The oldest and most important church in Lisbon is its cathedral, the Santa Maria Maior. The Sé, as it’s commonly referred to, was built in 1147, immediately after the city was conquered by the Christians. We checked it out after having visited the National Pantheon in the nearby church of Santa Engrácia.
Ever since arriving in Lisbon, we had been aware of the Igreja da Santa Engrácia, with its massive dome capping the skyline of Alfama, and wondered how beautiful the church inside must be. Upon visiting, we immediately realized that, while beautiful it is… a church it isn’t. At least, not anymore. Today, the Santa Engrácia holds the National Pantheon, which honors some of the country’s most prestigious historical figures.
In 1998, Portugal honored the 500th anniversary of Vasco da Gama’s historic journey to India by constructing the longest bridge in Europe. A gondola provides incredible views over the bridge, the Tagus estuary which it spans, and the former pavilions of the 1998 World Expo.
If you’ve spent enough time among the cobblestone streets and 19th-century architecture of Baixa and central Lisbon, the Parque des Nacões might come as a shock. This area which stretches along the Tagus estuary northeast of the city center, was totally redeveloped for Lisbon’s 1998 World Expo, and is defined by its modern pavilions, parks and attractions.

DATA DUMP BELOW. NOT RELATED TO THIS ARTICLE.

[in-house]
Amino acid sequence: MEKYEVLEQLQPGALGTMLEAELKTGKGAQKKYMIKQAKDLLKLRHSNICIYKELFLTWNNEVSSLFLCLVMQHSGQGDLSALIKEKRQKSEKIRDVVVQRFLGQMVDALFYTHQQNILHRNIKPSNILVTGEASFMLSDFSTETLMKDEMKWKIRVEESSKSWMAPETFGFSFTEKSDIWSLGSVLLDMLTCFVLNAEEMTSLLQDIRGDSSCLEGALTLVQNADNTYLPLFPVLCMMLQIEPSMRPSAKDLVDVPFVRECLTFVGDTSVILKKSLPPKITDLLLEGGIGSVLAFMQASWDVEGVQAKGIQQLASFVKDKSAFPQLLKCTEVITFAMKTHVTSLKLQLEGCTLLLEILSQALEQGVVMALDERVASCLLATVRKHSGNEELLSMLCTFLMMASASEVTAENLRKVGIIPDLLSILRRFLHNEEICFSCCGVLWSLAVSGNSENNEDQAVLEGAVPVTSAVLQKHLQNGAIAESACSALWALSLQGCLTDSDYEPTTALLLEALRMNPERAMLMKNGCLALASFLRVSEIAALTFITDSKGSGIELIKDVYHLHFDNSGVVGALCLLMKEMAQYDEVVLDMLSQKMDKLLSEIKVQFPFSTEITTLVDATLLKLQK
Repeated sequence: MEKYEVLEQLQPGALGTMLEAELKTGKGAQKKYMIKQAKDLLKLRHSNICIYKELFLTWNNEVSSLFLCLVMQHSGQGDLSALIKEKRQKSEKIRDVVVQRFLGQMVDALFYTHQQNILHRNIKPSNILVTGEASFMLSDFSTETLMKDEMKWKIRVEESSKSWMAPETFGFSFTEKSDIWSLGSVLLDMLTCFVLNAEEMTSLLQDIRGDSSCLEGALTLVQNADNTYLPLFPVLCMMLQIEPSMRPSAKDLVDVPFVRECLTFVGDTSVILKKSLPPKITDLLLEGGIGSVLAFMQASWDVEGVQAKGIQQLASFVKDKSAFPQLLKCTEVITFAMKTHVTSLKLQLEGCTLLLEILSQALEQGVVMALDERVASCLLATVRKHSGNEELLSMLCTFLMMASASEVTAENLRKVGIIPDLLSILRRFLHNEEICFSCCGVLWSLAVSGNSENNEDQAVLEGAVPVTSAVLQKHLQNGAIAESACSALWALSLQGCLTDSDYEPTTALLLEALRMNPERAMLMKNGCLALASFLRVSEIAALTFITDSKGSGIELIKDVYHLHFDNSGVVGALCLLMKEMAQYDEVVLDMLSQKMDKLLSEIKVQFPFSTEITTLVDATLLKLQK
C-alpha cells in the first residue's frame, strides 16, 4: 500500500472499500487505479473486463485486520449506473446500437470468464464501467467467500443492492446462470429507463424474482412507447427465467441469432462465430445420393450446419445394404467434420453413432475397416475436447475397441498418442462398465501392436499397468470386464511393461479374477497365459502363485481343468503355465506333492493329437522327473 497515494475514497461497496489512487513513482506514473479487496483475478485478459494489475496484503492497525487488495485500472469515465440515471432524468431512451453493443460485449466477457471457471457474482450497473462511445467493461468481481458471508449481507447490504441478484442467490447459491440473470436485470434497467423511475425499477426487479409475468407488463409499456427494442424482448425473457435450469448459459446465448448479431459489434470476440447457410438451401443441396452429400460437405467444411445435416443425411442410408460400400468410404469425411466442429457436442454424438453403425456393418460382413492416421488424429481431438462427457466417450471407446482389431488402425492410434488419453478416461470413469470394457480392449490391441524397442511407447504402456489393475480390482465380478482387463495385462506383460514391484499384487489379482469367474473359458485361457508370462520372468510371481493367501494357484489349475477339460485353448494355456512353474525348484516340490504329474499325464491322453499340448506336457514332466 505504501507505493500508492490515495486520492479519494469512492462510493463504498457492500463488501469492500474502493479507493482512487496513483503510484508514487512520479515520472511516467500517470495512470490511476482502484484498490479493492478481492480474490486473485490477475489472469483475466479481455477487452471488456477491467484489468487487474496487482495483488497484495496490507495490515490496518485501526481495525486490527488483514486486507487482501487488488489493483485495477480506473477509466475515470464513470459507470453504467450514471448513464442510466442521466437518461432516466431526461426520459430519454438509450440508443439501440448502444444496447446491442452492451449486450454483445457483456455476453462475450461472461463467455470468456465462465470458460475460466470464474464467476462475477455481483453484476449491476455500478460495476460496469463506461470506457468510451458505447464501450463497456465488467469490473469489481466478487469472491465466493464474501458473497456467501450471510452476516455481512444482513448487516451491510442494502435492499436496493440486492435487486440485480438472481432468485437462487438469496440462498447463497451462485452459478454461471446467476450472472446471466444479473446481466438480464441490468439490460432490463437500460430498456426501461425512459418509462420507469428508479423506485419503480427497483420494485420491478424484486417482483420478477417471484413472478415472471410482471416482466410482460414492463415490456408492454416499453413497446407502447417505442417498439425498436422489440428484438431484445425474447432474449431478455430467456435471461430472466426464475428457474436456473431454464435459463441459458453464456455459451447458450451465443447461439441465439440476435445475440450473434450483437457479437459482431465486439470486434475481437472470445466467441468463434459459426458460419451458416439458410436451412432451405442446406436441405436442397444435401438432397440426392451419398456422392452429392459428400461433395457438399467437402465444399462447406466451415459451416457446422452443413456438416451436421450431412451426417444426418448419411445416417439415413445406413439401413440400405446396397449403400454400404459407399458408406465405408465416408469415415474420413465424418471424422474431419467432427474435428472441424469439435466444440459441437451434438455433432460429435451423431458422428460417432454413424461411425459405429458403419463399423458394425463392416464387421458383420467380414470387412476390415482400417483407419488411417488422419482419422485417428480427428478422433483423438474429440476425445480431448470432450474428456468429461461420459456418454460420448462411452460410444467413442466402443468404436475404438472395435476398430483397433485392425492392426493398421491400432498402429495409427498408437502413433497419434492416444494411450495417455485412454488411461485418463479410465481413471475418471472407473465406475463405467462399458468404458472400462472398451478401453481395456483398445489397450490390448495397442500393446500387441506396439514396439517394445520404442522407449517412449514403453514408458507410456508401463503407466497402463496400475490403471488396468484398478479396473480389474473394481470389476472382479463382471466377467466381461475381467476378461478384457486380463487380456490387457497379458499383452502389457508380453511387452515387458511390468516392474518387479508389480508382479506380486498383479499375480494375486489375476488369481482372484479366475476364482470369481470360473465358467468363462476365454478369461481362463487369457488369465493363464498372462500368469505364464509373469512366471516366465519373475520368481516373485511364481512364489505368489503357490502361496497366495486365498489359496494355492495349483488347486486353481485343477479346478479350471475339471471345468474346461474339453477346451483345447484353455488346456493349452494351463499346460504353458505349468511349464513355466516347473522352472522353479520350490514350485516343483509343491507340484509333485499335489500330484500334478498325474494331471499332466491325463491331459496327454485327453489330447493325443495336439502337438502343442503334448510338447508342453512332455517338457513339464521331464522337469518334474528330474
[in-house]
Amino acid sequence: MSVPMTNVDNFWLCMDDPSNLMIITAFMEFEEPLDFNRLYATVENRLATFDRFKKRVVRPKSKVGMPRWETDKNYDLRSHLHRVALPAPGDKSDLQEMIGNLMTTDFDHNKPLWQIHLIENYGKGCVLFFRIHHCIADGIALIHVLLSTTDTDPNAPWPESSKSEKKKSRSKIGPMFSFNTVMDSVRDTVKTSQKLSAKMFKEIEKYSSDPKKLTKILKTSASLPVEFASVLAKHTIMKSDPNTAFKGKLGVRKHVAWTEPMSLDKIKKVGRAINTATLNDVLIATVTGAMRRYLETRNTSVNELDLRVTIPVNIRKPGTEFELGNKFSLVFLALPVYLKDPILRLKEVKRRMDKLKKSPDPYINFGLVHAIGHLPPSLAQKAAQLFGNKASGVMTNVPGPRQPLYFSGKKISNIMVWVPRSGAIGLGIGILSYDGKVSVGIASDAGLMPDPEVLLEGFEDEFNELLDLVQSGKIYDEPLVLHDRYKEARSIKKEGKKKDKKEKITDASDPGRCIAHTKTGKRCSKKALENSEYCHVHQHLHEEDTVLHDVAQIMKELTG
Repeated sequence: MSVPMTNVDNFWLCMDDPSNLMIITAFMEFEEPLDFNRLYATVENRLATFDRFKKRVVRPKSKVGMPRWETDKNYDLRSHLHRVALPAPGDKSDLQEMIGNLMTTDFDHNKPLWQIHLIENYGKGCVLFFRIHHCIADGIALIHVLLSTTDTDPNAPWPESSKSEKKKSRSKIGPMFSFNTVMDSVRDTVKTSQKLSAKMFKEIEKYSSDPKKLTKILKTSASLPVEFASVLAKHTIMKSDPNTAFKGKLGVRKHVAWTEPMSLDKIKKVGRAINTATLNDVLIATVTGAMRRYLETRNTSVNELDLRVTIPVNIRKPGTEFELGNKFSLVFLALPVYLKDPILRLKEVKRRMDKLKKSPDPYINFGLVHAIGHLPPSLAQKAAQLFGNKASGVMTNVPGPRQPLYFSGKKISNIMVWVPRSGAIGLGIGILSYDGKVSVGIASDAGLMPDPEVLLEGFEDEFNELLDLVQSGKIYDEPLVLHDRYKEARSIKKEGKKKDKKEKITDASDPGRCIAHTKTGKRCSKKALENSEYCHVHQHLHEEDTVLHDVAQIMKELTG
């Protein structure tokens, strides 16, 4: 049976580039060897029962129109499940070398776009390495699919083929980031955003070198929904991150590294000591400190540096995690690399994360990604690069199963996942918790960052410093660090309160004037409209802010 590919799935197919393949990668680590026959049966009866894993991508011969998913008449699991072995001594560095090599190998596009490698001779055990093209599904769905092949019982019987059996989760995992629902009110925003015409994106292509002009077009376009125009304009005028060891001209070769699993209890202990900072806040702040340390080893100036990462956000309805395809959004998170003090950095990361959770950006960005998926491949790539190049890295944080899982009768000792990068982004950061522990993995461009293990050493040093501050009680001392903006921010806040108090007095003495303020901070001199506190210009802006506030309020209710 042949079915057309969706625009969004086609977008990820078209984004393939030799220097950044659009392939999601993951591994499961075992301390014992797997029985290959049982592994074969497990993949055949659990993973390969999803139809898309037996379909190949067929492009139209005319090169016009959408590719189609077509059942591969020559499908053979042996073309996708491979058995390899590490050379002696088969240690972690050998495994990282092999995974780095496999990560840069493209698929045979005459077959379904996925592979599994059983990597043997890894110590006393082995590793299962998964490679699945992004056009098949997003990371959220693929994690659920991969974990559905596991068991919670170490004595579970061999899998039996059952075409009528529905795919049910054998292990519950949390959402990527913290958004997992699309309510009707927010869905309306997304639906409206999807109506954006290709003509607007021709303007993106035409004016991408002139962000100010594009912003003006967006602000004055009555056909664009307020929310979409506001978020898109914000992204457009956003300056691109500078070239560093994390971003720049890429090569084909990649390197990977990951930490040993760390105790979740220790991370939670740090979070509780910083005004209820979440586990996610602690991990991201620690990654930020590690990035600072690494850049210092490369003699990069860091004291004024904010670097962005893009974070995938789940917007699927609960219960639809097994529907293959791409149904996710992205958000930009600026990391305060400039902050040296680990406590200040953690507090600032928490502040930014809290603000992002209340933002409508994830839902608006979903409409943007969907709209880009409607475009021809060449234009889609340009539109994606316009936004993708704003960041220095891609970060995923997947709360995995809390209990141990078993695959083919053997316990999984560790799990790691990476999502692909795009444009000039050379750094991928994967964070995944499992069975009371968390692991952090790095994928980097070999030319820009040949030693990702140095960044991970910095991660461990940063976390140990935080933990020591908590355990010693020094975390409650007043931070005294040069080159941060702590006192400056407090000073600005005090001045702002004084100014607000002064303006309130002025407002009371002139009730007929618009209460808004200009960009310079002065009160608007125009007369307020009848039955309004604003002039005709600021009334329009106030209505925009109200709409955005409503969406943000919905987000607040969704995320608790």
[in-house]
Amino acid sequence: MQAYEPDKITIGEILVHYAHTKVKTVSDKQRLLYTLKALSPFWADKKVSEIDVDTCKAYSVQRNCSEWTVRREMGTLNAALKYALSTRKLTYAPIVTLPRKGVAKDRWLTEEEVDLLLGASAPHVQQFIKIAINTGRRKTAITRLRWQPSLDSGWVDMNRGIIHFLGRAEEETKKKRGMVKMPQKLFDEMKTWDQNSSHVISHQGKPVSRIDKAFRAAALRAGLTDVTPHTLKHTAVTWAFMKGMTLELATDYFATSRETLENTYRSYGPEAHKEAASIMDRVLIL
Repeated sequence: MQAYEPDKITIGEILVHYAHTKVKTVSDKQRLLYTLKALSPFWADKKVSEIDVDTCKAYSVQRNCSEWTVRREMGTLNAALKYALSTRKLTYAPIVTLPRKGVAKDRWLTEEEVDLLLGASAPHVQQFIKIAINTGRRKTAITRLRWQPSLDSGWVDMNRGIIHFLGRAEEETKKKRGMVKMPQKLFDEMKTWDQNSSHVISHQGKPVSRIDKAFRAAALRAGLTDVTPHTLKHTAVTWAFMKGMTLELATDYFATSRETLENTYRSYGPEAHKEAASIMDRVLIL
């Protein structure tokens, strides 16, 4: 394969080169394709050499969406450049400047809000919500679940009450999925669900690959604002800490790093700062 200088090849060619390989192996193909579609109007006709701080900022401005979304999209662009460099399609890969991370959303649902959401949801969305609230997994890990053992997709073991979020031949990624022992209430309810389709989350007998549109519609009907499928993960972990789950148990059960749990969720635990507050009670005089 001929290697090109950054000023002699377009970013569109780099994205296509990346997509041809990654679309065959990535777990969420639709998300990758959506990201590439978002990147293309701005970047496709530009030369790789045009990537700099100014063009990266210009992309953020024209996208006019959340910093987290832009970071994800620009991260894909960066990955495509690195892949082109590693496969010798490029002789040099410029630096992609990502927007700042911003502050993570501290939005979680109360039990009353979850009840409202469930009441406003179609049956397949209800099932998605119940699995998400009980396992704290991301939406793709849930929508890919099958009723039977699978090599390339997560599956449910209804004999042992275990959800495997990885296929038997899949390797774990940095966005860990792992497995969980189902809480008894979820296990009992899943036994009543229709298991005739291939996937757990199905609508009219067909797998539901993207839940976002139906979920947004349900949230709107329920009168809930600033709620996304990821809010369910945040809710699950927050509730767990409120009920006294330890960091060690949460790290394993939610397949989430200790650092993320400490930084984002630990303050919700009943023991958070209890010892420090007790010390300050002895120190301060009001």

Built in the mid 1700s, the Aqueduct das Águas Livres soars 65 meters above the Alcantâra Valley. Today, the waters have stopped running, and the aqueduct has been opened to tourism. For a small fee, you can walk all the way across.
One of the oldest structures in Lisbon, the Convento do Carmo was completely destroyed by the earthquake of 1755. Well… almost completely destroyed. The roof collapsed, but a handful of the supporting arches survived, along with some chambers. Today, the ruined remains of the church have been preserved as a striking memorial to the biggest natural disaster in Portuguese history.
After the earthquake of 1755, the Royal Palace was moved from Praça do Comércio to more stable ground. The neoclassical Palácio da Ajuda would be the occasional home of Portugal’s royalty until the end of the monarchy. We visited the palace, and also the neighboring botanic gardens.
If a city can be said to have a birthplace, Lisbon’s is the massive stone bluff which soars over the Tagus River Basin. This hill was home to the earliest humans to populate the area, and has served as a fortress and a castle for centuries of Romans, Moors and Christians. Today, the remains of the Castelo de São Jorge serve mostly tourists, who show up in droves to take in the best views in the city.